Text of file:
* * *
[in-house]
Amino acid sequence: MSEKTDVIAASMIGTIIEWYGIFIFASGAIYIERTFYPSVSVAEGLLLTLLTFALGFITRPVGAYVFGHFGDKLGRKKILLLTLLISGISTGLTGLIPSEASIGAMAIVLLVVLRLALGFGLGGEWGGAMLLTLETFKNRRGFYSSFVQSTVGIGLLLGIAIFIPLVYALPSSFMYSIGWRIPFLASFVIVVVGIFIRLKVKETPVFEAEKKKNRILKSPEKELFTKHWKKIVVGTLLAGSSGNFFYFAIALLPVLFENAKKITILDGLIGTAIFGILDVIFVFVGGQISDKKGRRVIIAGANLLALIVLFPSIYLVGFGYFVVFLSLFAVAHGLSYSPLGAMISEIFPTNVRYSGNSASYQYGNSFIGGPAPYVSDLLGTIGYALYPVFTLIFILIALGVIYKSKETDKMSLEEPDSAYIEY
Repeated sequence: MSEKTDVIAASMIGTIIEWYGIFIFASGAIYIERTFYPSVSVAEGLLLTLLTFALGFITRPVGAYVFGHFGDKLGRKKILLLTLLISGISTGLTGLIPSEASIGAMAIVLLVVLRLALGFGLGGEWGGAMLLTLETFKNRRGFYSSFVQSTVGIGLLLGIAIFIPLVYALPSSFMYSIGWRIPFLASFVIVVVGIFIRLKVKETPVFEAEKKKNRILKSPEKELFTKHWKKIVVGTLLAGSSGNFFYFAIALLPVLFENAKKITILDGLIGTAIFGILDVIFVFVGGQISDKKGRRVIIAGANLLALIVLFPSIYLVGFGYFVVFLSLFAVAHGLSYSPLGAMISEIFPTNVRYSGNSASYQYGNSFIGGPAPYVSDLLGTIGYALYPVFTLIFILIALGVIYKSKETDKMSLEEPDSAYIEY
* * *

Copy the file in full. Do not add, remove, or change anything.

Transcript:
[in-house]
Amino acid sequence: MSEKTDVIAASMIGTIIEWYGIFIFASGAIYIERTFYPSVSVAEGLLLTLLTFALGFITRPVGAYVFGHFGDKLGRKKILLLTLLISGISTGLTGLIPSEASIGAMAIVLLVVLRLALGFGLGGEWGGAMLLTLETFKNRRGFYSSFVQSTVGIGLLLGIAIFIPLVYALPSSFMYSIGWRIPFLASFVIVVVGIFIRLKVKETPVFEAEKKKNRILKSPEKELFTKHWKKIVVGTLLAGSSGNFFYFAIALLPVLFENAKKITILDGLIGTAIFGILDVIFVFVGGQISDKKGRRVIIAGANLLALIVLFPSIYLVGFGYFVVFLSLFAVAHGLSYSPLGAMISEIFPTNVRYSGNSASYQYGNSFIGGPAPYVSDLLGTIGYALYPVFTLIFILIALGVIYKSKETDKMSLEEPDSAYIEY
Repeated sequence: MSEKTDVIAASMIGTIIEWYGIFIFASGAIYIERTFYPSVSVAEGLLLTLLTFALGFITRPVGAYVFGHFGDKLGRKKILLLTLLISGISTGLTGLIPSEASIGAMAIVLLVVLRLALGFGLGGEWGGAMLLTLETFKNRRGFYSSFVQSTVGIGLLLGIAIFIPLVYALPSSFMYSIGWRIPFLASFVIVVVGIFIRLKVKETPVFEAEKKKNRILKSPEKELFTKHWKKIVVGTLLAGSSGNFFYFAIALLPVLFENAKKITILDGLIGTAIFGILDVIFVFVGGQISDKKGRRVIIAGANLLALIVLFPSIYLVGFGYFVVFLSLFAVAHGLSYSPLGAMISEIFPTNVRYSGNSASYQYGNSFIGGPAPYVSDLLGTIGYALYPVFTLIFILIALGVIYKSKETDKMSLEEPDSAYIEY